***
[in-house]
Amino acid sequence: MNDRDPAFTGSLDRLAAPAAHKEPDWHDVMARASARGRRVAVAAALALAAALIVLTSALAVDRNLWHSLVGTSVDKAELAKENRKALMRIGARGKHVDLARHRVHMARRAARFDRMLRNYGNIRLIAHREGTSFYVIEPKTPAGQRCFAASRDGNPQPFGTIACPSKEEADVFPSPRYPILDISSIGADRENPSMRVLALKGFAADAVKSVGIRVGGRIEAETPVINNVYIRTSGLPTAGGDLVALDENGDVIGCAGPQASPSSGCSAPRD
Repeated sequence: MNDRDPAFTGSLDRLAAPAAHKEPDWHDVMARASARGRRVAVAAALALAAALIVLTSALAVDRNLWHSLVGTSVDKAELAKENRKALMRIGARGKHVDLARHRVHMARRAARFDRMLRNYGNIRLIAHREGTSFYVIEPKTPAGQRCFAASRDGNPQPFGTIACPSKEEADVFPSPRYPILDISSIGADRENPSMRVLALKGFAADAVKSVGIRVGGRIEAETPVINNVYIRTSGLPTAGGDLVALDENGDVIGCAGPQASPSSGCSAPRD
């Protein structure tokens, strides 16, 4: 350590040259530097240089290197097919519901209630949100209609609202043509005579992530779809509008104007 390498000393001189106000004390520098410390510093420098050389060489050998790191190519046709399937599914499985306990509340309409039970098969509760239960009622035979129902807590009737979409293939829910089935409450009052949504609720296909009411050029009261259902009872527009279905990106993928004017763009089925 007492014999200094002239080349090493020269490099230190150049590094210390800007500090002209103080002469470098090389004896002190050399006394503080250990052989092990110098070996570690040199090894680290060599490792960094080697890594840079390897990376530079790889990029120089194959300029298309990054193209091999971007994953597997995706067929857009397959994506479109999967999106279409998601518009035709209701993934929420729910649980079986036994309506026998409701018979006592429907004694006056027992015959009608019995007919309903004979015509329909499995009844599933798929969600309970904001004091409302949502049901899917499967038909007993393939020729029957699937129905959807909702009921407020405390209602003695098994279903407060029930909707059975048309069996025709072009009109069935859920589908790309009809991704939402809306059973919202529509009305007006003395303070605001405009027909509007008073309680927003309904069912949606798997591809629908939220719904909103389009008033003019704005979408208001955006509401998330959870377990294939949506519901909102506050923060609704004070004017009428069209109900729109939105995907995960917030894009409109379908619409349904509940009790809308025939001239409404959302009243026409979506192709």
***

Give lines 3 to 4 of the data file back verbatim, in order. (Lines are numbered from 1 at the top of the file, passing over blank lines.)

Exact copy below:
Repeated sequence: MNDRDPAFTGSLDRLAAPAAHKEPDWHDVMARASARGRRVAVAAALALAAALIVLTSALAVDRNLWHSLVGTSVDKAELAKENRKALMRIGARGKHVDLARHRVHMARRAARFDRMLRNYGNIRLIAHREGTSFYVIEPKTPAGQRCFAASRDGNPQPFGTIACPSKEEADVFPSPRYPILDISSIGADRENPSMRVLALKGFAADAVKSVGIRVGGRIEAETPVINNVYIRTSGLPTAGGDLVALDENGDVIGCAGPQASPSSGCSAPRD
């Protein structure tokens, strides 16, 4: 350590040259530097240089290197097919519901209630949100209609609202043509005579992530779809509008104007 390498000393001189106000004390520098410390510093420098050389060489050998790191190519046709399937599914499985306990509340309409039970098969509760239960009622035979129902807590009737979409293939829910089935409450009052949504609720296909009411050029009261259902009872527009279905990106993928004017763009089925 007492014999200094002239080349090493020269490099230190150049590094210390800007500090002209103080002469470098090389004896002190050399006394503080250990052989092990110098070996570690040199090894680290060599490792960094080697890594840079390897990376530079790889990029120089194959300029298309990054193209091999971007994953597997995706067929857009397959994506479109999967999106279409998601518009035709209701993934929420729910649980079986036994309506026998409701018979006592429907004694006056027992015959009608019995007919309903004979015509329909499995009844599933798929969600309970904001004091409302949502049901899917499967038909007993393939020729029957699937129905959807909702009921407020405390209602003695098994279903407060029930909707059975048309069996025709072009009109069935859920589908790309009809991704939402809306059973919202529509009305007006003395303070605001405009027909509007008073309680927003309904069912949606798997591809629908939220719904909103389009008033003019704005979408208001955006509401998330959870377990294939949506519901909102506050923060609704004070004017009428069209109900729109939105995907995960917030894009409109379908619409349904509940009790809308025939001239409404959302009243026409979506192709």